► He served as Minister of Industry and International Trade from 1991 to 1993, during which he participated in the trade negotiations of the Uruguay Round, preparatory to the creation of the World Trade Organization (WTO
World Trade Organisation The WTO, founded on 1st January 1995, replaced the General Agreement on Trade and Tariffs (GATT). The main innovation is that the WTO enjoys the status of an international organization. Its role is to ensure that no member States adopt any kind of protectionism whatsoever, in order to accelerate the liberalization global trading and to facilitate the strategies of the multinationals. It has an international court (the Dispute Settlement Body) which judges any alleged violations of its founding text drawn up in Marrakesh.
► In 1994, he participated with Raymond Levy, then CEO of Renault, in the creation of the Industry Round Table, the IRT specializes in defending French industry in Brussels, where he became vice president and where he rubs elbows with the big bosses.
► In 1997, Lionel Jospin, the new prime minister, appoints him Minister of Economy, Finance and Industry. He is the architect of massive privatizations, most notably that of France Telecom, although Lionel Jospin’s program specifically excluded it. Under his impulse, the Jospin government (1997-2002) privatized more than the governments of Balladur and Juppe right together (31 billion Euros compared to 25.7 billion), including several giants of the French economy which thus escaped public scrutiny: Air France, Aerospatiale (EADS), Thomson, Autoroutes du Sud France, France Telecom, Eramet, insurance companies (GAN, CNP), banks (Crédit Lyonnais, CIC Marseillaise de Credit, Credit Foncier de France ) ...
► In May 2005, he released a DVD in favor of voting “yes” to the referendum in France on the draft Treaty establishing a Constitution for Europe. The “no” was to prevail in France with more than 54 percent.
► On September 17, 2006, he said: “French universities are plunging in the international charts. We must create competition among schools and end the hypocrisy of the single degree. This should not stop us from protecting the public nature of the system and maintaining an egalitarian vision.” He added: “For me, it would be no scandal should the Chair of Nuclear Physics, Paris-VI be financed by EDF, if EDF finds it’s good for its image. But this is not customary. |1|”
► November 18, 2008, he was decorated with the insignia of Grand Officer of the Order of the Republic by the Tunisian dictator Ben Ali. On this occasion, Mr. Strauss-Kahn said: “The Tunisian economy is doing well, despite the crisis, (...) economic policy which is conducted is healthy, and I think it is a good example to follow for many countries (...) the IMF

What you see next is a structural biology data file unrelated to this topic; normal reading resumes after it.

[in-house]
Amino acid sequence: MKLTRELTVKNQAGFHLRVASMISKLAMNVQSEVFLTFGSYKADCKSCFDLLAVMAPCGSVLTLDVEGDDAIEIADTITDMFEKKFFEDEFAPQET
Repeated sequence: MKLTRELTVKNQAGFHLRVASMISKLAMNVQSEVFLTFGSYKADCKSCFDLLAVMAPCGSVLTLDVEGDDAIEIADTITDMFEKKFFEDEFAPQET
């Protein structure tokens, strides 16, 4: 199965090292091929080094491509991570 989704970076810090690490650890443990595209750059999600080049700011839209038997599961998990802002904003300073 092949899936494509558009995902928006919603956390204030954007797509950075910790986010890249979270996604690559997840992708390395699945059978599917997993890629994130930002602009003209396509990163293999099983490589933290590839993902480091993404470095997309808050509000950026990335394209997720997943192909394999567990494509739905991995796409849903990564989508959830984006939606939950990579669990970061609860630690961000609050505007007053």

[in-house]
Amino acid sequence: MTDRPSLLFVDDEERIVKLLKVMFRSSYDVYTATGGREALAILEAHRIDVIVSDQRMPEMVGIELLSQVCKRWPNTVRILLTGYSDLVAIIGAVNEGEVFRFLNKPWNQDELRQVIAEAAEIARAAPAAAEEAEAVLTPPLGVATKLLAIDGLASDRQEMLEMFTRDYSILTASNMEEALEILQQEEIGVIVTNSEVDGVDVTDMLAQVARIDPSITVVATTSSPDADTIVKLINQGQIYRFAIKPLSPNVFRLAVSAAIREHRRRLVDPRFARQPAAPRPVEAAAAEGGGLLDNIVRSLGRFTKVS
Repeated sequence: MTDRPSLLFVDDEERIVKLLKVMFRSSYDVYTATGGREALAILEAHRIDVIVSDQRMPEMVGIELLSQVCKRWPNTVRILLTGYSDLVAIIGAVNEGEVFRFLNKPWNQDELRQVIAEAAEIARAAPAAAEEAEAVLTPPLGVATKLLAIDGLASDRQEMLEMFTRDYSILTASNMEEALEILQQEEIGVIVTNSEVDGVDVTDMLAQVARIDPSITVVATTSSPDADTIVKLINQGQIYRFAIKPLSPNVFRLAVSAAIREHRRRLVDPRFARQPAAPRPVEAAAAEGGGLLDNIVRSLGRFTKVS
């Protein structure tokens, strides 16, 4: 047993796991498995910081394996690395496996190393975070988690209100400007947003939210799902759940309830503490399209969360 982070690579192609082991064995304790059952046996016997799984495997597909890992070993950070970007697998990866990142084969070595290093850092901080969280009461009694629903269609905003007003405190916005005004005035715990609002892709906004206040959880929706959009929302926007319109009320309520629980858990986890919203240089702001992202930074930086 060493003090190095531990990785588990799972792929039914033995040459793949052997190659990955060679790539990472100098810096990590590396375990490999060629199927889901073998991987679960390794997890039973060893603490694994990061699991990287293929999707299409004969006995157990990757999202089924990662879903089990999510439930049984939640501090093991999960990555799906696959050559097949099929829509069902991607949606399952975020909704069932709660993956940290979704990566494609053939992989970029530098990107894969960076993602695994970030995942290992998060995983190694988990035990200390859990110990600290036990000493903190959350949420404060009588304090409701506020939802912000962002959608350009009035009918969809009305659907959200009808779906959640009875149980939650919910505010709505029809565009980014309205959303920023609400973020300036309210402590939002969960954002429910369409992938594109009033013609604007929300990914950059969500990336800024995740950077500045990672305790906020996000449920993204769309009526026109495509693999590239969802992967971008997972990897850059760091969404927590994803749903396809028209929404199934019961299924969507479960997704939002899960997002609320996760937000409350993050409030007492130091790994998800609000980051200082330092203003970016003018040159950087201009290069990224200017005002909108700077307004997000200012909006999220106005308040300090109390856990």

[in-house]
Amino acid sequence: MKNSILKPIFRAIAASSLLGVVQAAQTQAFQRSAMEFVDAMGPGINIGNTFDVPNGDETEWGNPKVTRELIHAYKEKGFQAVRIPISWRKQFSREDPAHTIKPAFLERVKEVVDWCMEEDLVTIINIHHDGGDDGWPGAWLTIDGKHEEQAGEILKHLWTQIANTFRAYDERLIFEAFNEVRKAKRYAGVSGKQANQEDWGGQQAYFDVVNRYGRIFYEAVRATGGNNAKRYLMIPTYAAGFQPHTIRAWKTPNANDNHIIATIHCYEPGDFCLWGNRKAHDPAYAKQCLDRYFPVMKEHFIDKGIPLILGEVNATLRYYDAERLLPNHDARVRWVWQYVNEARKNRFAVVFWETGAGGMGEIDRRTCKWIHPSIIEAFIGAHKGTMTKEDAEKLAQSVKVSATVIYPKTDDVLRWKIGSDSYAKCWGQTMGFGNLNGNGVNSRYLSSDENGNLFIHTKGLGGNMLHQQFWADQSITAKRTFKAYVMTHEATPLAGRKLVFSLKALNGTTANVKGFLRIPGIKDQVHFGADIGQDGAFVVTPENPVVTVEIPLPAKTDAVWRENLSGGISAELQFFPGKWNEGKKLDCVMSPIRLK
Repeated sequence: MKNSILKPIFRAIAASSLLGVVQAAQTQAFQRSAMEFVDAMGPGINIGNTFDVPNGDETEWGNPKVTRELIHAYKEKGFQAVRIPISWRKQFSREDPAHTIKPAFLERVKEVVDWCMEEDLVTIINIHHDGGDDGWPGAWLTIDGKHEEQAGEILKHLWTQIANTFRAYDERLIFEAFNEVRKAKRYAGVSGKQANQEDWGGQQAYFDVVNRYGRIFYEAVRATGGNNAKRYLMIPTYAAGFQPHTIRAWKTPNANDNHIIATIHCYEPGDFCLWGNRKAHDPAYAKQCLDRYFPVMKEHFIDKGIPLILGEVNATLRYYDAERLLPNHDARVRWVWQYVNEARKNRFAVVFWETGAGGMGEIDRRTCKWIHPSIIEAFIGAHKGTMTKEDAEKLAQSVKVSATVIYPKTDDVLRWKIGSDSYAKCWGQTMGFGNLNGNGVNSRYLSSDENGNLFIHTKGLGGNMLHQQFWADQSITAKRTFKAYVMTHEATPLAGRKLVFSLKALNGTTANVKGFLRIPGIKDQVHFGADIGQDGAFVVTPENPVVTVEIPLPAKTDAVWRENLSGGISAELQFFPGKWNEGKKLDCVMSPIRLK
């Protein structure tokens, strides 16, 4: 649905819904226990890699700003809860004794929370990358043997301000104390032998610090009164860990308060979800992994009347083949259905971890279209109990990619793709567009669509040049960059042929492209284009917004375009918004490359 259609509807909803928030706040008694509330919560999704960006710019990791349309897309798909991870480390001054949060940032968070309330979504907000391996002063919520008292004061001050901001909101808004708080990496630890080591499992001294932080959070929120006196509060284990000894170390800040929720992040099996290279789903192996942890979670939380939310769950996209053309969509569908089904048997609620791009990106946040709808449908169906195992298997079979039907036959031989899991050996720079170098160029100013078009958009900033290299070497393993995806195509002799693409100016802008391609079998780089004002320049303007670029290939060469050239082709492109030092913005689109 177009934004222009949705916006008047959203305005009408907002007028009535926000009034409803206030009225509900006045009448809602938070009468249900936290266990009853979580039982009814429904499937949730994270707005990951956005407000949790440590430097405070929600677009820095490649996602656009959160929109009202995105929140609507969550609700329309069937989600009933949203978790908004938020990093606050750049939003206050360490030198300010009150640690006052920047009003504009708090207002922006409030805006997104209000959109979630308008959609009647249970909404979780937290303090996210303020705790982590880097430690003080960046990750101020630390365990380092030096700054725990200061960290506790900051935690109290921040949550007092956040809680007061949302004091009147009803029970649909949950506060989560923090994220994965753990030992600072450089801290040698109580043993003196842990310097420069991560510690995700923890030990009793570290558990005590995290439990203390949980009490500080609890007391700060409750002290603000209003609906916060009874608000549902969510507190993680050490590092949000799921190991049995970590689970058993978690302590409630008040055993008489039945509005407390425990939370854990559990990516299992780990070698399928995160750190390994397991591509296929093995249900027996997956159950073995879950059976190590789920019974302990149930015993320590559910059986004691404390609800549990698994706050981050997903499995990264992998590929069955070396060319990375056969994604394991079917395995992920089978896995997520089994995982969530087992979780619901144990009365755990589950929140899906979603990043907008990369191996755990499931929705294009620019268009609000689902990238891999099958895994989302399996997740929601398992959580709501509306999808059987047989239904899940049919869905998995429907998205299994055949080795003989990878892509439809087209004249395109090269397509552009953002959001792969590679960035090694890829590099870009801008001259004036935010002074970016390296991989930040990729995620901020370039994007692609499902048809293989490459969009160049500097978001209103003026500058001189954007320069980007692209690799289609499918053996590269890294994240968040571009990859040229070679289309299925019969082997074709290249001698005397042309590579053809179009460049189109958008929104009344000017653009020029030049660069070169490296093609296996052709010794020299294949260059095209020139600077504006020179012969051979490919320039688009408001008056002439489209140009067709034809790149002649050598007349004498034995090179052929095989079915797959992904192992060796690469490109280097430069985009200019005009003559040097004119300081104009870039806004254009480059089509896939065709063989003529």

International Monetary Fund Along with the World Bank, the IMF was founded on the day the Bretton Woods Agreements were signed. Its first mission was to support the new system of standard exchange rates.
When the Bretton Wood fixed rates system came to an end in 1971, the main function of the IMF became that of being both policeman and fireman for globalised capital: it acts as policeman when it enforces its Structural Adjustment Policies and as fireman when it steps in to help out governments that are going bankrupt.
As for the World Bank the votes resulting in decisions are based on the amount paid as contribution by each member states. 85% of the votes are required to modify the IMF Charter (which means that the USA with 17,35% of the votes can paralyse any decision).
The institution is dominated by five countries: the United States (16,75%), Japan (6,23%), Germany (5,81%), France (4,29%) and Britain (4,29%).
The other 177 member countries are divided into groups led by one country. The most important one (6,57% of the votes) is led by Belgium. The least important group of countries (1,55% of the votes) is led by Gabon and brings together African countries.
http://imf.org evaluation is that the Tunisian policy is very positive (…) things will continue to function properly |2|”.
► In November 2008, following his visit to Libya, he said: “The Maghreb has seen remarkable progress and its potential is considerable. (...) I congratulated the participants in the Tripoli Conference for having adopted a plan of action to accelerate reforms in facilitating trade, financial integration and the promotion of private sector and joint projects. (...) The main challenge is to maintain the momentum of ongoing reforms that work toward reducing the size of government. In this context, the program for distribution of wealth contains both opportunities and risks. If structured and implemented properly, this program could promote the private sector, while minimizing the risks to the supply of essential public services |3|”.
► “If we can live to 100, we can’t continue to retire at 60” (Le Figaro, May 20, 2010). The Labor Minister Nicolas Sarkozy, Eric Woerth, thanked him publicly for his position in favor of pension reform |4|.
Translation from french by John Catalinotto